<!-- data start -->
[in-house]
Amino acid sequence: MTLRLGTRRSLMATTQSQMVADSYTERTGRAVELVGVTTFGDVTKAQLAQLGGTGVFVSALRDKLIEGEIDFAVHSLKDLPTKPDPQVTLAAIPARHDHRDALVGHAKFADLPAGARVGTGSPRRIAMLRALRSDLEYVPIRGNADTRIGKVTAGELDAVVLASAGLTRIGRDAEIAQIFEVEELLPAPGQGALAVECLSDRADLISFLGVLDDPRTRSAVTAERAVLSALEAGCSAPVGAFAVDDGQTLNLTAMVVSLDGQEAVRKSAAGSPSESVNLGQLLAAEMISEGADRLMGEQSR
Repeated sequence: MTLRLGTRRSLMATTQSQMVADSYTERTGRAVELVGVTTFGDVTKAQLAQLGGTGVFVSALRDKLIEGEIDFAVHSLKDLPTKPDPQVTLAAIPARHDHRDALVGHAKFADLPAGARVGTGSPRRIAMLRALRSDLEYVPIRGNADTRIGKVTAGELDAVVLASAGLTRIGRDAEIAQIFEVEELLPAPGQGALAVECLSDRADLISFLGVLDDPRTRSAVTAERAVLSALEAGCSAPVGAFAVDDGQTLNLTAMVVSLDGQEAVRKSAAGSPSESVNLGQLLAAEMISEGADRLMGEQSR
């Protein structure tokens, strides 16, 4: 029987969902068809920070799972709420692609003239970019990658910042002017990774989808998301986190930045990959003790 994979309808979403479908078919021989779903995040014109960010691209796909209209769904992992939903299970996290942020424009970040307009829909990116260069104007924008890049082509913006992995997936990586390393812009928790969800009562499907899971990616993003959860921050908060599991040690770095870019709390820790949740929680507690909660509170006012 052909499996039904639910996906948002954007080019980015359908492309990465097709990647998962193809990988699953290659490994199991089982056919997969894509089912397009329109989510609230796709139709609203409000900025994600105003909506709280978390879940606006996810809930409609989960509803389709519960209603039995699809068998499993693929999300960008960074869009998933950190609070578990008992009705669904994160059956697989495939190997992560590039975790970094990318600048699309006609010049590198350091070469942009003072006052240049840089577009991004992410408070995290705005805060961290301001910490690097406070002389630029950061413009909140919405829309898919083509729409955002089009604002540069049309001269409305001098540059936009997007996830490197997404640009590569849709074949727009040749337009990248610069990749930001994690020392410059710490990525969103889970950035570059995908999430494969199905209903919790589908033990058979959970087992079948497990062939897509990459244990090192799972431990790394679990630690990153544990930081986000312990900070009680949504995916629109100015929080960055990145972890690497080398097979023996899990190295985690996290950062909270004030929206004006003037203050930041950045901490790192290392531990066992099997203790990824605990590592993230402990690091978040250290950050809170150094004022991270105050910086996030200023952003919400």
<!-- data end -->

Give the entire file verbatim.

[in-house]
Amino acid sequence: MTLRLGTRRSLMATTQSQMVADSYTERTGRAVELVGVTTFGDVTKAQLAQLGGTGVFVSALRDKLIEGEIDFAVHSLKDLPTKPDPQVTLAAIPARHDHRDALVGHAKFADLPAGARVGTGSPRRIAMLRALRSDLEYVPIRGNADTRIGKVTAGELDAVVLASAGLTRIGRDAEIAQIFEVEELLPAPGQGALAVECLSDRADLISFLGVLDDPRTRSAVTAERAVLSALEAGCSAPVGAFAVDDGQTLNLTAMVVSLDGQEAVRKSAAGSPSESVNLGQLLAAEMISEGADRLMGEQSR
Repeated sequence: MTLRLGTRRSLMATTQSQMVADSYTERTGRAVELVGVTTFGDVTKAQLAQLGGTGVFVSALRDKLIEGEIDFAVHSLKDLPTKPDPQVTLAAIPARHDHRDALVGHAKFADLPAGARVGTGSPRRIAMLRALRSDLEYVPIRGNADTRIGKVTAGELDAVVLASAGLTRIGRDAEIAQIFEVEELLPAPGQGALAVECLSDRADLISFLGVLDDPRTRSAVTAERAVLSALEAGCSAPVGAFAVDDGQTLNLTAMVVSLDGQEAVRKSAAGSPSESVNLGQLLAAEMISEGADRLMGEQSR
């Protein structure tokens, strides 16, 4: 029987969902068809920070799972709420692609003239970019990658910042002017990774989808998301986190930045990959003790 994979309808979403479908078919021989779903995040014109960010691209796909209209769904992992939903299970996290942020424009970040307009829909990116260069104007924008890049082509913006992995997936990586390393812009928790969800009562499907899971990616993003959860921050908060599991040690770095870019709390820790949740929680507690909660509170006012 052909499996039904639910996906948002954007080019980015359908492309990465097709990647998962193809990988699953290659490994199991089982056919997969894509089912397009329109989510609230796709139709609203409000900025994600105003909506709280978390879940606006996810809930409609989960509803389709519960209603039995699809068998499993693929999300960008960074869009998933950190609070578990008992009705669904994160059956697989495939190997992560590039975790970094990318600048699309006609010049590198350091070469942009003072006052240049840089577009991004992410408070995290705005805060961290301001910490690097406070002389630029950061413009909140919405829309898919083509729409955002089009604002540069049309001269409305001098540059936009997007996830490197997404640009590569849709074949727009040749337009990248610069990749930001994690020392410059710490990525969103889970950035570059995908999430494969199905209903919790589908033990058979959970087992079948497990062939897509990459244990090192799972431990790394679990630690990153544990930081986000312990900070009680949504995916629109100015929080960055990145972890690497080398097979023996899990190295985690996290950062909270004030929206004006003037203050930041950045901490790192290392531990066992099997203790990824605990590592993230402990690091978040250290950050809170150094004022991270105050910086996030200023952003919400």